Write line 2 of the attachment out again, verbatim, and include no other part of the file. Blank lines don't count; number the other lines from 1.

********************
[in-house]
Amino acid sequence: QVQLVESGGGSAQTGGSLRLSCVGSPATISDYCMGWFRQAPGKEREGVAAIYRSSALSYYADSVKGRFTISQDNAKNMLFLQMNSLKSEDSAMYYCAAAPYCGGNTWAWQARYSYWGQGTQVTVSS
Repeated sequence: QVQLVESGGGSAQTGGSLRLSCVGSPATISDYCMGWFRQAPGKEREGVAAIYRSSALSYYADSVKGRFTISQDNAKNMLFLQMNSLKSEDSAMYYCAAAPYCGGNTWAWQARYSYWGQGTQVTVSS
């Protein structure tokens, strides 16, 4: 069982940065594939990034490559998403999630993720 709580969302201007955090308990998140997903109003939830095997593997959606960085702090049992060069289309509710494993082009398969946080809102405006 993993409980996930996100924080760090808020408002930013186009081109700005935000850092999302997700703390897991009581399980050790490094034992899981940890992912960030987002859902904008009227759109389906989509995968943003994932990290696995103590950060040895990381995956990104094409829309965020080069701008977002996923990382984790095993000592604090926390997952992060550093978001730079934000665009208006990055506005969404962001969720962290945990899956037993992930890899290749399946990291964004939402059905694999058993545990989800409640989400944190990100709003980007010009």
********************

Amino acid sequence: QVQLVESGGGSAQTGGSLRLSCVGSPATISDYCMGWFRQAPGKEREGVAAIYRSSALSYYADSVKGRFTISQDNAKNMLFLQMNSLKSEDSAMYYCAAAPYCGGNTWAWQARYSYWGQGTQVTVSS